When it comes to content, brevity is in. Journal manuscripts, editorials, lectures have all been shortened. Add to that list scientific meetings.
When the American Heart Association (AHA) meets in Chicago, organizers will squeeze a former 5-day meeting into 3 days. They had no choice. In an era when most cardiologists answer to nonclinical administrators, long gone are the days when clinicians could take multiple "working" days off for a meeting.
Vitamin D Granted Another Appeal
The slate of six late-breaking sessions begins with the VITAL trial, which is aptly named because its findings could affect millions of people who take vitamin D and omega-3 fatty acid supplements in an effort to prevent heart disease and cancer.
The vitamin D story, thus far, shows the challenge of getting health from a pill. To wit, low vitamin D levels are associated with worse outcomes. Easy, you say, just replace it with a pill. The problem is that normal vitamin D levels stem from going outside, usually to be active. Sick people often have limited mobility, so they don't get outside much. Put me down as doubtful that a pill can deliver the same benefits of regularly going outside to play in the sunlight.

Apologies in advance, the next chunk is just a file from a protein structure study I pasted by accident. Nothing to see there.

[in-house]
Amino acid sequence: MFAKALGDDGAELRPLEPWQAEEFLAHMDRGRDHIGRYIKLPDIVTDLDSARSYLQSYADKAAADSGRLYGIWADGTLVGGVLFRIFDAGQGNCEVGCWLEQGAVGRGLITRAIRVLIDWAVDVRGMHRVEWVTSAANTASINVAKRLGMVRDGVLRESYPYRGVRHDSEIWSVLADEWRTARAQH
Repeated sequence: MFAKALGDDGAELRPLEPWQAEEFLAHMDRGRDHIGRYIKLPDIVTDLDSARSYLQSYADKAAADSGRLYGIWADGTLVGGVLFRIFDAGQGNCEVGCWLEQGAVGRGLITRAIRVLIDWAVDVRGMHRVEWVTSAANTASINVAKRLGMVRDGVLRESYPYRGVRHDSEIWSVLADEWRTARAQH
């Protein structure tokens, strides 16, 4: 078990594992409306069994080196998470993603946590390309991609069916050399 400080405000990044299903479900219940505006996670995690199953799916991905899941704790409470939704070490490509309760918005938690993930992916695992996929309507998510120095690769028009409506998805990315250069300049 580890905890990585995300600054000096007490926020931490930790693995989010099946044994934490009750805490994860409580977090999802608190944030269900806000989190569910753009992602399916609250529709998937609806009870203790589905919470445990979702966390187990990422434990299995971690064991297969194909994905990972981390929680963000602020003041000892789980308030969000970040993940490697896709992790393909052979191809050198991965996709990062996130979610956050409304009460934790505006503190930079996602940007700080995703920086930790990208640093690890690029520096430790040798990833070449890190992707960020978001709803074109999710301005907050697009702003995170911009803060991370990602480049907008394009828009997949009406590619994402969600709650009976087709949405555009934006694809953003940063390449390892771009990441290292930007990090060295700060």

That's not all. For my Bayesian-minded friends, the priors for vitamin D supplementation look terrible. "We did not find evidence to suggest that vitamin D supplementation alone reduces the incidence of cancer or cancer mortality, even after including long-term follow-up results," write authors of a 2018 systematic review of 30 studies and more than 18,000 participants.
There is slightly more hope for vitamin D and heart health. While systematic reviews have found no signal of benefit, most trials of vitamin D have been designed to study skeletal health and included relatively small samples of mostly older women.
A Fish Pill Redux?
In REDUCE-IT, slightly more than 8000 patients with elevated triglycerides, high cardiovascular risk, and ongoing statin use received either 4 g of pure omega-3 eicosapentaenoic acid (EPA; Vascepa, Amarin) or a mineral oil placebo. A press release from Amarin has confirmed positive results with a 25% relative risk reduction in the composite cardiac endpoint of death from cardiac causes, nonfatal myocardial infarction, nonfatal stroke, coronary revascularization, or unstable angina necessitating hospitalization.
A positive result for omega-3 supplements is an outlier. This year, Cochrane reviewers could find little to no effect of omega-3 supplements for reducing heart events in 79 trials that included more than 112,000 participants. ASCEND trial authors found no effect of omega-3 supplements in patients with diabetes.